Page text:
1. You can do it anywhere and with anyone—including in the mall with friends!
2. Walking doesn’t require a lot of expensive equipment beyond a good pair of sneakers.
3. Walking is a low-impact activity, so it doesn’t usually cause injury.
4. Walking may not seem as intense as other activities, but it’s a great way to get your heart pumping.
Here are a few tips for making the most of this popular activity:
• Chin up: Just like models on the catwalk, it’s important to maintain proper posture when you’re walking for exercise. Try to hold your head erect (but don’t forget to look down to see what’s in front of you on the ground), and keep your back and stomach as flat as possible. Swing your arms, too. This helps create a faster heartbeat, doubling the cardiovascular benefit. “Cardio” refers to your heart and “vascular” to your blood vessels.
• Multitask: While you’re walking is a great time to get things done. You can return a call to a gal pal or listen to a podcast. If you walk with a friend, you can quiz each other for an upcoming test.
• Make a playlist: Listening to music makes the time fly. Mix it up, using fast dance tunes and slower music for taking a breather. Walk around a track or through a very well-traveled or well-lit park if you can. It’s safer than the street, where there’s traffic.
GOOD POSTURE IS IMPORTANT throughout the day, especially when you’re sitting in school and at home. You use computers at school to work on projects. When you get back home, you surf the Internet and do your homework on your laptop. Then you spend hours IMing the latest news with friends. In the car, you keep up with countless texts. That’s a lot of time typing and being hunched over! Technology can cause a strain on your body, but it doesn’t have to if you maintain the correct position. Try these suggestions:
• Peak Position: Ideally, you should sit in a good chair with back support when at the computer. Avoid slumping forward and crossing your legs for long periods of time. Sit with the screen at eye level to keep from craning your neck.
• Hold It: Switch the hand using the mouse once in a while. Type or move the mouse with straight, loose wrists.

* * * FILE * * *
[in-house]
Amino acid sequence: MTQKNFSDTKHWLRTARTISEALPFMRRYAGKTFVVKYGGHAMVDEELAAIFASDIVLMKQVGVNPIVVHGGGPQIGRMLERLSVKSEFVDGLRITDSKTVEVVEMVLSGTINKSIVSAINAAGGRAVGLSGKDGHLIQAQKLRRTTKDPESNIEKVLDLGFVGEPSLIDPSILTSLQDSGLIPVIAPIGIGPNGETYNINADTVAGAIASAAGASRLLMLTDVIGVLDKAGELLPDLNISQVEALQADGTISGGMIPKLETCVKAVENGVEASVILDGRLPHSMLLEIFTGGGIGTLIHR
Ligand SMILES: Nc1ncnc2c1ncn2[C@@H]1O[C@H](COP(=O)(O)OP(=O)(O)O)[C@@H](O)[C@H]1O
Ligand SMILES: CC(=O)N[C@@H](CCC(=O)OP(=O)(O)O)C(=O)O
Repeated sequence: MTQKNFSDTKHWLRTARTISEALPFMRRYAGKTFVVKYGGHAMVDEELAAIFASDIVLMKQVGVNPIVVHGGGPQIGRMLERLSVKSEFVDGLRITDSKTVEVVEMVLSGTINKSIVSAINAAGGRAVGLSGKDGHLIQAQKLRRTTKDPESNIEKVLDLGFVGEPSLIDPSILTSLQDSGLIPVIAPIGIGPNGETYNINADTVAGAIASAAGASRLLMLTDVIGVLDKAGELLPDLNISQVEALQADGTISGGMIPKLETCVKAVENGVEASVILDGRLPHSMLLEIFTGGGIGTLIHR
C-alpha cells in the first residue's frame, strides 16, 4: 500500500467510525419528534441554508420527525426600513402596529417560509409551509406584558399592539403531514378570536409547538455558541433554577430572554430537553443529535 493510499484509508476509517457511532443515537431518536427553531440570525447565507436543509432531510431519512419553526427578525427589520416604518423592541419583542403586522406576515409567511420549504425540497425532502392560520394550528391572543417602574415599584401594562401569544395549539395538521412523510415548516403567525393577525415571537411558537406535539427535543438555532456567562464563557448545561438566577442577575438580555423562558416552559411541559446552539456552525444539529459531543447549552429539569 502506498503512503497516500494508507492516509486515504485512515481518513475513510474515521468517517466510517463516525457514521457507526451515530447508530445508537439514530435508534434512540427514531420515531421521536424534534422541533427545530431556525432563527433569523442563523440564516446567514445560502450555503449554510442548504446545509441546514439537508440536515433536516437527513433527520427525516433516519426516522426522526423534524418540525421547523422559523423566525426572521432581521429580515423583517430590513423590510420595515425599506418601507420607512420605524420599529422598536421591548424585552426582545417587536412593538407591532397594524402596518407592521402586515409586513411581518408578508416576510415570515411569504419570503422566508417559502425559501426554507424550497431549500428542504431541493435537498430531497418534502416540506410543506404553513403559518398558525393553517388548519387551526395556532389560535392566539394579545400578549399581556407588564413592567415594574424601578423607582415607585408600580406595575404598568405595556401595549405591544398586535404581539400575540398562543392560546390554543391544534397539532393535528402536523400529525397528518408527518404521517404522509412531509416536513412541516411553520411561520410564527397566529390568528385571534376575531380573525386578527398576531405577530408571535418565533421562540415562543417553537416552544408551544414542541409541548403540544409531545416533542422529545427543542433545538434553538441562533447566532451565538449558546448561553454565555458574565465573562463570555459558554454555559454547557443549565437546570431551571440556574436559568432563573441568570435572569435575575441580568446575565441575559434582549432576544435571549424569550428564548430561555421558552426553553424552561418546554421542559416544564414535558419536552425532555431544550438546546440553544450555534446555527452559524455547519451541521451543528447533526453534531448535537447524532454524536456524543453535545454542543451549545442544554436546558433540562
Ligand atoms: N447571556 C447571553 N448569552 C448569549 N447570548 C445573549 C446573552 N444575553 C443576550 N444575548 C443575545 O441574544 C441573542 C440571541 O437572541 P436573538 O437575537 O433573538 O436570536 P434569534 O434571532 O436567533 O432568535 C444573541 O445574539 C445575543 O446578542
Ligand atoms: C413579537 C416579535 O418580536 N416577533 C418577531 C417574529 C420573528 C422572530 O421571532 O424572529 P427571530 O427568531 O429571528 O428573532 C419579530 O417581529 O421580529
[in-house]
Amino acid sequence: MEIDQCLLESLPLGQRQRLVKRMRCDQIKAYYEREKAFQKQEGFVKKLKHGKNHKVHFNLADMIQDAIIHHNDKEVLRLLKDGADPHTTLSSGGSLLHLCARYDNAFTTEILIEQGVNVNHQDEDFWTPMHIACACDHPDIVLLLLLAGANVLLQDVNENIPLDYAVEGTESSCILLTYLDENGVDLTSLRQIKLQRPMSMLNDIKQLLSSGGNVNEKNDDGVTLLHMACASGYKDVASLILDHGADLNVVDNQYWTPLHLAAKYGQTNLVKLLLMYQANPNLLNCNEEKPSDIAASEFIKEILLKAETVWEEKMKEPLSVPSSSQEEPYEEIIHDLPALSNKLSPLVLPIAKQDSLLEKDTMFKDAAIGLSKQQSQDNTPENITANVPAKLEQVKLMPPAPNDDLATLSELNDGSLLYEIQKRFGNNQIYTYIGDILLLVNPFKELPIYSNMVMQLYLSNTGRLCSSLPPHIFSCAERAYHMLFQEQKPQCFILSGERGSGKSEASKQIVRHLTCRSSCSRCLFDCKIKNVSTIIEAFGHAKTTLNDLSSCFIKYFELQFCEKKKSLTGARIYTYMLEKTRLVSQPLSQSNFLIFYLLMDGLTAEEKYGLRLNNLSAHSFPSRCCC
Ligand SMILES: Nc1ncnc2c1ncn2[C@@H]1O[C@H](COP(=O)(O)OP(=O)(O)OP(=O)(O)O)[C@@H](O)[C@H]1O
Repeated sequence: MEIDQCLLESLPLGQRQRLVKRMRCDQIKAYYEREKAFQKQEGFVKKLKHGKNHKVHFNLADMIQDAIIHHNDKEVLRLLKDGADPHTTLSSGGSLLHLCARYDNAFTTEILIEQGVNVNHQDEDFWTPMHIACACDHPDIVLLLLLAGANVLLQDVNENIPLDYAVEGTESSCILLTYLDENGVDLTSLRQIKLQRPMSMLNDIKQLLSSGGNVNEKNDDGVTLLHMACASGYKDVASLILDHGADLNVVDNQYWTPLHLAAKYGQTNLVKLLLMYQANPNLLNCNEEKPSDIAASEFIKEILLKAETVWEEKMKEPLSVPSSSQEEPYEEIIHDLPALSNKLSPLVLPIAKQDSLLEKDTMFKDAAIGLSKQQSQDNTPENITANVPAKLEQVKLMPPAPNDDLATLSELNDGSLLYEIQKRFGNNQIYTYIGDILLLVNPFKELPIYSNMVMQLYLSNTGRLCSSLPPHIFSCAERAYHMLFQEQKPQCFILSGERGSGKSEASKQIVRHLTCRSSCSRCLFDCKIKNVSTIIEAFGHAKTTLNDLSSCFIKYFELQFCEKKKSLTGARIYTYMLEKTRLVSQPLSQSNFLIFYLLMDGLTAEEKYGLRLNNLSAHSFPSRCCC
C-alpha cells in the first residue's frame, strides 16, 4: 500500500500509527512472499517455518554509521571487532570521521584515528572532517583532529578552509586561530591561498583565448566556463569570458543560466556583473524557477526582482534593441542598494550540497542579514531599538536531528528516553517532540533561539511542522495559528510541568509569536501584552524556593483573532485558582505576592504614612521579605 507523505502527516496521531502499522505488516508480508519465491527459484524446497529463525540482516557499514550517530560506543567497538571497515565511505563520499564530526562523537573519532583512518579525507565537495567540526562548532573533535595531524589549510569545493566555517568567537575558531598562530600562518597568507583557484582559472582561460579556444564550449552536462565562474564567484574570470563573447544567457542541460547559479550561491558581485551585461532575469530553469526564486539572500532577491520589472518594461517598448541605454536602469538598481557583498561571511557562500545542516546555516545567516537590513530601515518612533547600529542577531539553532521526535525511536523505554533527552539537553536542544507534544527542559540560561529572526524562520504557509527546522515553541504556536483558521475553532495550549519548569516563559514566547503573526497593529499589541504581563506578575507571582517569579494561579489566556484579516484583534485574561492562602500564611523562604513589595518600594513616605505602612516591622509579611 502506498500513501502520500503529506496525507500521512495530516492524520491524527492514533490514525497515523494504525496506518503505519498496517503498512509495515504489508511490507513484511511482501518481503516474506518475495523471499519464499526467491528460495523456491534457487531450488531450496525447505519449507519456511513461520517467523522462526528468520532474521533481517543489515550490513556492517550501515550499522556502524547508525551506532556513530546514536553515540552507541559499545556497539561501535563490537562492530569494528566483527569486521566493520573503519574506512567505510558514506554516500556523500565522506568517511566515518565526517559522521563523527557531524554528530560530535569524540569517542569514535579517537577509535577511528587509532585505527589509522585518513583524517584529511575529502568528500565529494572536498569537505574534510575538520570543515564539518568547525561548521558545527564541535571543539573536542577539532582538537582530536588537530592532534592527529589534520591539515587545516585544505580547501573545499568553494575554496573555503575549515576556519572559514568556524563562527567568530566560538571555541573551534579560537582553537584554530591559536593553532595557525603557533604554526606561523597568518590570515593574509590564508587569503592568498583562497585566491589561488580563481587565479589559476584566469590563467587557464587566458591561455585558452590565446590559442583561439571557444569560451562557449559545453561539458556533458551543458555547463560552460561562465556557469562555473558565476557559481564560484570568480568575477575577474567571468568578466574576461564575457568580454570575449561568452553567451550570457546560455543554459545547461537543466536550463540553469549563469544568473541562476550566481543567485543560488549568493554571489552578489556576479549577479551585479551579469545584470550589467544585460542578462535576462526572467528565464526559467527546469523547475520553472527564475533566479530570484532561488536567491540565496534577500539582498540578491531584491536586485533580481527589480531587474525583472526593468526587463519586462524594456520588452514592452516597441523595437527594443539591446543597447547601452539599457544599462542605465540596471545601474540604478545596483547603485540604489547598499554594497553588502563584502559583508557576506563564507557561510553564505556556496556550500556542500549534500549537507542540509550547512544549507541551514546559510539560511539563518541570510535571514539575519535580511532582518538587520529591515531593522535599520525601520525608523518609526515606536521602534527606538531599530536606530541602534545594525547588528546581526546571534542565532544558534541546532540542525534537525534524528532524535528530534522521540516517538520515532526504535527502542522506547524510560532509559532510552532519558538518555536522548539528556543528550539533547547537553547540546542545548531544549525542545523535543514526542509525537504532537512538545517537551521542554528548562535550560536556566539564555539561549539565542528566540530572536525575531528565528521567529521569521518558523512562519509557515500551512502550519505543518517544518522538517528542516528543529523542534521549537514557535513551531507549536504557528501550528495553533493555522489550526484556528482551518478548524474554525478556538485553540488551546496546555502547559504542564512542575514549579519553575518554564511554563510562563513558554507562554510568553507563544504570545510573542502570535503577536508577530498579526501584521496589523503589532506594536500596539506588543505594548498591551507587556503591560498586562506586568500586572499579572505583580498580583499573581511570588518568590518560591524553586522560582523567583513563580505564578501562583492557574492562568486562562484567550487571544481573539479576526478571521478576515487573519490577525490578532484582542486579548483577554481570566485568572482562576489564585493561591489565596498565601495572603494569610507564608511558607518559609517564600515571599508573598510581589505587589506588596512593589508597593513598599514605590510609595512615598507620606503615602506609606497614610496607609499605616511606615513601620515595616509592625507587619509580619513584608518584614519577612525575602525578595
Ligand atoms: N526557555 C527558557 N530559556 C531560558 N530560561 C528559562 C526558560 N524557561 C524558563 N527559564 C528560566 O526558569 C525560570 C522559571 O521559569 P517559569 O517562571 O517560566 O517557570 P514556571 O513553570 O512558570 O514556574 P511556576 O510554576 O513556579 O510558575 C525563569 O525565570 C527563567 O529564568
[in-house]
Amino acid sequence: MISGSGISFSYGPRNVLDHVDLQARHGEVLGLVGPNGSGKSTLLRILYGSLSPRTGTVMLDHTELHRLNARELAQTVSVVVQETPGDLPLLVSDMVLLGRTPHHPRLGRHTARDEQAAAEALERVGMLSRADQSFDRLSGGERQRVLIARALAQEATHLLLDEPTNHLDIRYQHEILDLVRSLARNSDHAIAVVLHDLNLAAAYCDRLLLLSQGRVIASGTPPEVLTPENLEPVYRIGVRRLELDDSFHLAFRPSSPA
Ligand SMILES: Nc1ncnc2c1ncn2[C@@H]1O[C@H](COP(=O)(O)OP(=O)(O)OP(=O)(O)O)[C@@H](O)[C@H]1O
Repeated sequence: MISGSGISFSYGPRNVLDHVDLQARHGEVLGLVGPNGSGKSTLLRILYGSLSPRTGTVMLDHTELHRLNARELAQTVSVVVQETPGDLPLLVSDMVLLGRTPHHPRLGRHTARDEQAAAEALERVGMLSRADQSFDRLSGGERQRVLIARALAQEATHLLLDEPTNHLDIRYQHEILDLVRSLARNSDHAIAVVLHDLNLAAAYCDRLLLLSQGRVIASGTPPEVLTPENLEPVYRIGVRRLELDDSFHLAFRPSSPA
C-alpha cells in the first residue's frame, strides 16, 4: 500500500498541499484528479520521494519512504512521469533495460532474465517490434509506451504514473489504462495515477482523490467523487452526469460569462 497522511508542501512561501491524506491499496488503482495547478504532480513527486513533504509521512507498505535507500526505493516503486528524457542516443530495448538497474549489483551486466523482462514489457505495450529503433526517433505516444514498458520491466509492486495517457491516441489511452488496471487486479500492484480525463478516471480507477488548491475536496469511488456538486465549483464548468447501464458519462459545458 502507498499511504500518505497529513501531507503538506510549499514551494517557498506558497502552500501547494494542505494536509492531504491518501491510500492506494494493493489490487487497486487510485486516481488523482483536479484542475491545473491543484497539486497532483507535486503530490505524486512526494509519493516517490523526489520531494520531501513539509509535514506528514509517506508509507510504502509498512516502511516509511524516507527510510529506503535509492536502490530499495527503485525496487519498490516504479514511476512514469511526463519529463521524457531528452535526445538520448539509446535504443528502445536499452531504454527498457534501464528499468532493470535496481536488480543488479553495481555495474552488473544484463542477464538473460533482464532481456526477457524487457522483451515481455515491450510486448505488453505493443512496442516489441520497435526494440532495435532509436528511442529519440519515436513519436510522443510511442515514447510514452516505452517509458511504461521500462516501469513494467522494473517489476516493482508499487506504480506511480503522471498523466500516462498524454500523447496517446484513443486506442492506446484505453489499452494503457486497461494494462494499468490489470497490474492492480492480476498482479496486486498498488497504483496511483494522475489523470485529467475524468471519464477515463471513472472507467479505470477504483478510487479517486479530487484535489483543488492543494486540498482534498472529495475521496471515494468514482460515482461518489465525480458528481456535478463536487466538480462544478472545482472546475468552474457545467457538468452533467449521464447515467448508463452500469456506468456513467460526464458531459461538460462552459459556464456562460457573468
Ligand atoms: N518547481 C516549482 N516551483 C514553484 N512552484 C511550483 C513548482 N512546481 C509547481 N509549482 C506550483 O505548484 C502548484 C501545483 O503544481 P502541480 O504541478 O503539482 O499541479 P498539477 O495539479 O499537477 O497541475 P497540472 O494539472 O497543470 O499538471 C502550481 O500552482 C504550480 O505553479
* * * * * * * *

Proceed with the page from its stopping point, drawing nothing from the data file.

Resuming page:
• Time Limit: Look away from the screen every ten minutes or so and take a full break by standing up every thirty minutes or so. Stretch, run in place, or take a quick drink of water. When you come back, you’ll be amazed how much faster you can read or write.
GYM CLASS WILL HELP KEEP you healthy, but not if you pick up a cold while you’re working out. Germs can be transmitted through sweat, so it’s important to take a few extra precautions before you pick up those dumbbells.
• Wash your hands before and after you work out. While in gym class, don’t put your fingers near your eyes, nose, or mouth, the most vulnerable parts of your body in terms of germs.
• Have someone with clean hands help you if you get a cut. Clean the cut with an antibiotic ointment and use a Band-Aid.
• Don’t share gym clothes, towels, or any other personal items with friends, since bacteria can live on fabric for almost three months!
• Use soap from dispensers, not bars, when showering after a workout. If your school gym doesn’t offer them, bring your own soap in a pump bottle.
THERE’S NO DOUBT ABOUT IT: Exercise can make you sweaty and dirty, especially if you play an outdoor team sport like soccer or field hockey. It’s not possible to shower every time you break a sweat, but you at least want to wash your hands after gym or practice is over or when you come in from outside. Dirty hands transmit colds, the flu, and other bugs. Here’s how to go about a serious hand wash:
1. Wet your hands under warm water and lather them up with soap.
2. Scrub your hands and wrists for twenty seconds (that’s about as long as it takes to sing the “Happy Birthday” song).
3. Rinse well.
4. Dry off with a paper towel and use the same towel to turn off the faucet and open the door. Then toss the towel in the trash.
YOU DON’T HAVE TO BE in a gym or a health club to exercise. There are plenty of everyday items around your house that can be used with exercises. Here are just a few examples.
• Water bottles: Use plastic water bottles instead of weights. Start out with half-liter bottles in each hand and curl them toward your shoulders to work on your biceps. Move up to one-liter bottles as you get stronger.
• Bathrobe belt: A cloth belt makes the perfect stretching band. Sit on the floor with one leg out and the other bent against the ground. Put the belt around the foot that’s outstretched and hold on to the ends with your hands to stretch your hamstrings. The farther down you hold the belt, the more stretch you’ll get.
• Staircase: This is the original Stairmaster! There’s no better way to get a cardiovascular workout and strengthen your butt and thigh muscles than to run up and down the stairs.
SPORTS AND EXERCISE ARE GREAT for you, and it’s important to make them a regular part of your life. Whether you’re a natural athlete or not, getting the blood pumping and working those muscles will make your body stronger and your soul soar.